A page may have kind of okay incoming traffic but a super-low time on page and high bounce rate. This means that people click on this page but then something scares them off and they leave quickly. Your goal is to find the reason for this behavior.

In your Google Analytics account, go to the Behavior > Site Content > All Pages report and carefully look through the list of your URLs.

Manually visit the pages with low time on page and high bounce rate and investigate each issue.

The reasons why users bounce may be different — poor user experience, annoying pop-ups, thin content, misleading URLs, etc. So you have to act according to the situation. Improve UX, remove the pop-ups and other elements that prevent the page from better performance, mark the content that needs refinement, etc.

Step 6. Check if the website’s structure matches the semantics 

Another step in auditing your content is to make sure it covers all of your targeted keyword topics (if you don’t yet know what they are, check out this keyword research guide).

You’ll need to make sure that:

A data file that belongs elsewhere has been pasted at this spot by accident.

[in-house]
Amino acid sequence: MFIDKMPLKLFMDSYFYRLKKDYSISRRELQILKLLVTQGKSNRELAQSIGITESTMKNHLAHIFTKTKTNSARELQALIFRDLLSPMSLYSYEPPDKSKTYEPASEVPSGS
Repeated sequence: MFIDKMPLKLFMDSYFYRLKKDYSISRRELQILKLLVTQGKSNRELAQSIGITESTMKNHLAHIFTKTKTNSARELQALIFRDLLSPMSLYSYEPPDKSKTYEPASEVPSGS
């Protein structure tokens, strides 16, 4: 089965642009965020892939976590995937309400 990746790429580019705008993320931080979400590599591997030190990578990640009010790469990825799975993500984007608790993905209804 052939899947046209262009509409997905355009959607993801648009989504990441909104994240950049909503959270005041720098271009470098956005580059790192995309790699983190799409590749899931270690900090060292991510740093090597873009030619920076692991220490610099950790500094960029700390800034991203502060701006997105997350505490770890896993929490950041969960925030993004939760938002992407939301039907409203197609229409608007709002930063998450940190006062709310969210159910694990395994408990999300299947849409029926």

• none of your keywords are left out

  • none of them are scattered across multiple pages, which can result in keyword cannibalization 

  • every page on the website has its purpose

And to do that, I suggest using WebSite Auditor’s Keyword Map module.

If you’ve previously used Rank Tracker for keyword research, go to WebSite Auditor’s Page Audit > Keyword Map, and click Import from Rank Tracker.

If you’ve worked with some other tool, export a CSV file with your keywords and click Import from CSV. Or just enter your keywords manually.

Now you can assign your keywords or keyword groups to the relevant pages.

After matching relevant keywords to relevant pages, check what’s left. 

If any of the keywords don’t seem to fit into any of the existing pages, you’d probably need to add extra content to cover them.

On the contrary, if any of the pages are left unmatched by any of your keywords, then it’s likely they don’t fit into your current SEO strategy and you might want to:

  • Try to broaden the semantic core and pick extra keywords for those extra pages;